I sure wasn’t when it happened to me. One of my big bets at VMware was the development of a client hypervisor. VMware had toyed with the idea for years; it was high risk for a number of reasons but if it was successful the impact might be enormous. When I had the chance to take on the project, I was excited. Yeah, it was crazy, but it just might work. We signed a major partnership, I recruited a bunch of the best engineers I knew for the project and we set to work.

Almost a year later, we threw in the towel. It was too costly, it was too complex, the value proposition to users was too unclear. We still believed it might be great technology someday but… not right now.

I promise you, my reaction to the project’s cancelation wasn’t “Too bad, let me find my next longshot!” It was more like grief that a year of my life had been wasted, guilt that I’d wasted the efforts of my team, fear of reputation damage and determination to work on something next time that would actually matter.

As individuals, we have no portfolio strategy — so those 10% odds are no longer palatable. When we fail, most rational people respond by trying to avoid dumb ideas and pick smart bets with clear impact the next time. People who happen to have a hit in their first few tries are even more vulnerable to the belief that they have to succeed every time (and take it harder when subsequent failures inevitably occur.) And that’s it — the dead-end for innovation.

I’ve met a few people who don’t seem to have this reaction (serial entrepreneurs every one of them) and I can’t tell you what makes them react differently or how to learn to be that way. But I do know there aren’t enough of them out there to hire your team exclusively from their ranks.

If you run a small tech company, this should concern you. Avoiding “big company people” isn’t going to save you, because the self-same employees who are innovating and taking risks with you today are going to become risk averse and careful once they start failing — and sooner or later, they (and you) will fail.

Does this mean you have to give up on innovating as your company grows up? Of course not. But the solutions aren’t simple.

How can a Business Keep Innovating?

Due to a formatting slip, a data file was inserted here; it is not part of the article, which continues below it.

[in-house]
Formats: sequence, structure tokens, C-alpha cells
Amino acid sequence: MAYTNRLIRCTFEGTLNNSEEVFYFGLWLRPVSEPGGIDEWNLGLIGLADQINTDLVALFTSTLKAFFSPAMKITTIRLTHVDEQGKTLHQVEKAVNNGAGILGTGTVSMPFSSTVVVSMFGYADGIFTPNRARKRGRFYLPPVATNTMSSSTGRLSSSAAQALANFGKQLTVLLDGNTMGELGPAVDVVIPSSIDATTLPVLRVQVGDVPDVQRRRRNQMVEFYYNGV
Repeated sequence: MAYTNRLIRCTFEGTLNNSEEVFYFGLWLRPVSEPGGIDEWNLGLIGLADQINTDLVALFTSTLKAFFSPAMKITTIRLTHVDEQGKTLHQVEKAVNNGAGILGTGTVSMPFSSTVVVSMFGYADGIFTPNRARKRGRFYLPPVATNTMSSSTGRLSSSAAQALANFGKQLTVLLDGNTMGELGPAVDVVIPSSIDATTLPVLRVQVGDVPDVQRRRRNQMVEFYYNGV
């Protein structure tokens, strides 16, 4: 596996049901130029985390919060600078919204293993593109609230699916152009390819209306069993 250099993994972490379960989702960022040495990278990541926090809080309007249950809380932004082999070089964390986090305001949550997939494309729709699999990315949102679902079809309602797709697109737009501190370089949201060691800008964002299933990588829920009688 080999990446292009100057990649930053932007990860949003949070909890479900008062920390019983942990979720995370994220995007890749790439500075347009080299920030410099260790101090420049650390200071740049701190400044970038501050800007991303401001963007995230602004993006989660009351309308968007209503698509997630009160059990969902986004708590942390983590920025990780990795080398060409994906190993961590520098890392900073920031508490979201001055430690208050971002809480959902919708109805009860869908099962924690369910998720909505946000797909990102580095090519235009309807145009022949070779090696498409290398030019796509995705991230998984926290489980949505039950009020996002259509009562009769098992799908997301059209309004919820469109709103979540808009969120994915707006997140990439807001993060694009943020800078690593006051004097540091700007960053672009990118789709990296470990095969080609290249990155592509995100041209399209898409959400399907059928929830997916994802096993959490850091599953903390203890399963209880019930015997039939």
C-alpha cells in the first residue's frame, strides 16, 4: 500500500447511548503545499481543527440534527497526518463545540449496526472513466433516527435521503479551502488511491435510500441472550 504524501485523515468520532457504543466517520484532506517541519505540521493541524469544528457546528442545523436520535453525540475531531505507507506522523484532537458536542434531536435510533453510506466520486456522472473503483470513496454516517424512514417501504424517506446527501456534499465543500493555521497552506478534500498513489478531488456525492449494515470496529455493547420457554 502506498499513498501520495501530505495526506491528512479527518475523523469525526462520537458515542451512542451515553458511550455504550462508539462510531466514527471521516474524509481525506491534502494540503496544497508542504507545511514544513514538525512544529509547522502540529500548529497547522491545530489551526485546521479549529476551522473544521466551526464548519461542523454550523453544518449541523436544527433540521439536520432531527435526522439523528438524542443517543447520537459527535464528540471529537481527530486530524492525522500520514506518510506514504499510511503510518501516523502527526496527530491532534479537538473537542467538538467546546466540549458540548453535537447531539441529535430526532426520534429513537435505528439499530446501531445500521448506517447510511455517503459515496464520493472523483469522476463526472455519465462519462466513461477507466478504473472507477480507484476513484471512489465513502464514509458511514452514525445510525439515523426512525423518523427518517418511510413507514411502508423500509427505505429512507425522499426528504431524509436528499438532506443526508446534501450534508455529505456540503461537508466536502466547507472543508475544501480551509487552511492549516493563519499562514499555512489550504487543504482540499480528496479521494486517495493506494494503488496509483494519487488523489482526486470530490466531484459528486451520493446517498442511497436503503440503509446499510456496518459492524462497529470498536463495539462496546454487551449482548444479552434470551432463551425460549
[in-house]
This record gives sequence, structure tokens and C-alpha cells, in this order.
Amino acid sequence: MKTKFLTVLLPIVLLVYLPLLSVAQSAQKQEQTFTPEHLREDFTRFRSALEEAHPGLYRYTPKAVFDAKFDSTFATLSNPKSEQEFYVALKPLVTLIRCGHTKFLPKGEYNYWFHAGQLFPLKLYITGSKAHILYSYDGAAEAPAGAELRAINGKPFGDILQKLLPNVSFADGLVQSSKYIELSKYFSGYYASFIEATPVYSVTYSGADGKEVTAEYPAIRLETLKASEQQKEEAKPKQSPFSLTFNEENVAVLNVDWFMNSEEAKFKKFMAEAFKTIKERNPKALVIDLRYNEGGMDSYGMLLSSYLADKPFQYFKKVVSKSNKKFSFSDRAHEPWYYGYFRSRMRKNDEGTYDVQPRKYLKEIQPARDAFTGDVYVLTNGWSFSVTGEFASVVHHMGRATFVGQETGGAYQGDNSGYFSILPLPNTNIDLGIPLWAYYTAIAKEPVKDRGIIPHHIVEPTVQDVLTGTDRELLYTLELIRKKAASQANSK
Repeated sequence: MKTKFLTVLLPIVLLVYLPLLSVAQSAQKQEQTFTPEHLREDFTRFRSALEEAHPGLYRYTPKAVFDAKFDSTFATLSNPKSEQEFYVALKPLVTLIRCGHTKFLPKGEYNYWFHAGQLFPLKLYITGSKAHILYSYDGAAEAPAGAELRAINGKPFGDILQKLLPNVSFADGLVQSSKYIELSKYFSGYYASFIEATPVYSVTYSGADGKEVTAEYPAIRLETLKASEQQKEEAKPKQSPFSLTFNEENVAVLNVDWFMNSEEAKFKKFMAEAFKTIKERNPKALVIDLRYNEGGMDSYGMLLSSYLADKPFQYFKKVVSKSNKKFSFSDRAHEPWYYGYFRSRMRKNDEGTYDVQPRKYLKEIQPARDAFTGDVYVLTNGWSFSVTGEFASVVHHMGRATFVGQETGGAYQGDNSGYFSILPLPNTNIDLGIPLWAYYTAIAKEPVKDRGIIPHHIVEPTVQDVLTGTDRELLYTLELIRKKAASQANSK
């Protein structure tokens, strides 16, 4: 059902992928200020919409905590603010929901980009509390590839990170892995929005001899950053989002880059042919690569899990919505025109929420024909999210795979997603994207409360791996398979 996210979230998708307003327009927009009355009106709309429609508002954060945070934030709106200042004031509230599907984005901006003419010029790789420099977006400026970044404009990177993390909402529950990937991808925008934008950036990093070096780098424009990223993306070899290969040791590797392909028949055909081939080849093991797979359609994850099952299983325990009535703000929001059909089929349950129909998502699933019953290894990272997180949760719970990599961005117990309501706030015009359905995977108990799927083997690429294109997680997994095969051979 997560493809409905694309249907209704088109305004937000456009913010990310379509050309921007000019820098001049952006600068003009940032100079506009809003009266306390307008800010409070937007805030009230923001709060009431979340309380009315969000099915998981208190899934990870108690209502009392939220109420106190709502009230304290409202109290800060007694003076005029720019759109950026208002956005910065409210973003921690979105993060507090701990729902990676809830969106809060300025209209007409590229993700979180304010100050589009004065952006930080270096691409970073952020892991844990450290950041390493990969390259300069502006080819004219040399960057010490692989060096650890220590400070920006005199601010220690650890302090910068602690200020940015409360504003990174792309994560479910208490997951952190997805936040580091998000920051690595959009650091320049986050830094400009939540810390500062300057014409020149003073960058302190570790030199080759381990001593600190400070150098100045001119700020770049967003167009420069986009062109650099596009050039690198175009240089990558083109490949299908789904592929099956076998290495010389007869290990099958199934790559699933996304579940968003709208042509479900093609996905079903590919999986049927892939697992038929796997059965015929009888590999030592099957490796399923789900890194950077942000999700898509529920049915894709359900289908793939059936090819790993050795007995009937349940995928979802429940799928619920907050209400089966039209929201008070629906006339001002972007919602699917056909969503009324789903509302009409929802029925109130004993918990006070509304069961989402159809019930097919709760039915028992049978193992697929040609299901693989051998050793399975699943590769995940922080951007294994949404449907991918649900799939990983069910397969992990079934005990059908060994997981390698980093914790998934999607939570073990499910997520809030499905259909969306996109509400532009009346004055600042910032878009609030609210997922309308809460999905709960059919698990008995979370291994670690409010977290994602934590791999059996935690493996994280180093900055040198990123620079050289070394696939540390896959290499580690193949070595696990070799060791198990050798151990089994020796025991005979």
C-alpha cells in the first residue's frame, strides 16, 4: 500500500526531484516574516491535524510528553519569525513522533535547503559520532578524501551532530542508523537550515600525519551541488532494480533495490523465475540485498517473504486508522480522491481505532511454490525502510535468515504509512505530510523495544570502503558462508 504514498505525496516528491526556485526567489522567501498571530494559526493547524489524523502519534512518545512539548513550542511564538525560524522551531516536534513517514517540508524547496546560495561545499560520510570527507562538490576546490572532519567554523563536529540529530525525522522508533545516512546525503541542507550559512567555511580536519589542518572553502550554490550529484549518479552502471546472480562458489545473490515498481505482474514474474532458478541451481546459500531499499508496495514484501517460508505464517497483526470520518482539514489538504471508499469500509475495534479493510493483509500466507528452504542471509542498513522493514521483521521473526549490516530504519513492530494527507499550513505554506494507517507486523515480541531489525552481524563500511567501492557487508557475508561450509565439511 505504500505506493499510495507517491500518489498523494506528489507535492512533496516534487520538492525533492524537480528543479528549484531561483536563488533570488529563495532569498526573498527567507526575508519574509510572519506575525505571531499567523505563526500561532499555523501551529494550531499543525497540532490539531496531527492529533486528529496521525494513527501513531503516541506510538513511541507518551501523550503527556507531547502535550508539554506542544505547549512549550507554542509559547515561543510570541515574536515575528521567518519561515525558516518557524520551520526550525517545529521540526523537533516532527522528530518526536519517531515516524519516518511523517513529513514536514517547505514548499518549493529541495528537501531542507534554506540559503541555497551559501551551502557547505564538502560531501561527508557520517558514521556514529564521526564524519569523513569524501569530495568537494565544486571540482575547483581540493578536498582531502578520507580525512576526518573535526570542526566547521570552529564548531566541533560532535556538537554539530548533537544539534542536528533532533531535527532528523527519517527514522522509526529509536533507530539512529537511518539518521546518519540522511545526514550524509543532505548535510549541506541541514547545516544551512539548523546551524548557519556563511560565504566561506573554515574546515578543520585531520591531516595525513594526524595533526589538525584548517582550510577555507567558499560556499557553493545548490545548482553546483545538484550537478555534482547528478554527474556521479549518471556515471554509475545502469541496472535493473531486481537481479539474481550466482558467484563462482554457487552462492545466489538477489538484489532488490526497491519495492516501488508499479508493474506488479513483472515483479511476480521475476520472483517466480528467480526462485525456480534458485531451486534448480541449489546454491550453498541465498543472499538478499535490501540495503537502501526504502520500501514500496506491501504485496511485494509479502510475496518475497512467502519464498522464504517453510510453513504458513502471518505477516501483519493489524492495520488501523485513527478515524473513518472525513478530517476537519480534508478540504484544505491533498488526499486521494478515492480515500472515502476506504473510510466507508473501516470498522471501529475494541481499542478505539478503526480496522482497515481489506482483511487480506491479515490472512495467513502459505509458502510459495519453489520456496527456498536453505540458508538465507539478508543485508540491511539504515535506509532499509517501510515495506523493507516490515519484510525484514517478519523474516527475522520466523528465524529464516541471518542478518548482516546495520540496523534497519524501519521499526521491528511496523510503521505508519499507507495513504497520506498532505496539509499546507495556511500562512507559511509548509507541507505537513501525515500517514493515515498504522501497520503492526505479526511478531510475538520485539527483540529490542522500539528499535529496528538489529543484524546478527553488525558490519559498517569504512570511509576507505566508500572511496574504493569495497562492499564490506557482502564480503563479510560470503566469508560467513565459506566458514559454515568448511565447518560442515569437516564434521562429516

There’s no magic incentive structure that fixes this problem. If you think startups encourage innovation because early employees are rewarded disproportionately for success, think again. Startups benefit from selection bias — people looking to play it safe don’t take a job with a startup in the first place. So trying to mimic the incentive structure of a startup is a red herring that won’t solve the problem and adds complexity and unfairness. Even if you are a startup — founders who’ve been through a few pivots know that equity isn’t what kept employees by their side through the resets.

“Permission to fail” is also a tricky concept. You don’t want to build your company with people who don’t care if they fail or not. High standards, thirst for impact, “fire in the belly” — those same qualities that make us punish ourselves harshly for failing — those are precisely the traits that make amazing teammates who will put their heart into every project and give you the best chances of success. Those are the people you want in your foxhole — not people who’ve had that spark put out!

You can certainly hire people who’ve never failed; their courage can have a buoying effect on everyone else — but they too will become risk averse over time as they encounter failure, so it’s not a lasting solution. You can (and should) make every effort to fail as fast as possible to minimize the human costs of failure. But that tactic is limited by how long it realistically takes to prove or disprove the kind of ideas you work on. Even ruthlessly optimizing project definition proof of concept, failing fast can still take months or years, especially if your innovation is technical, rather than product- or market-based.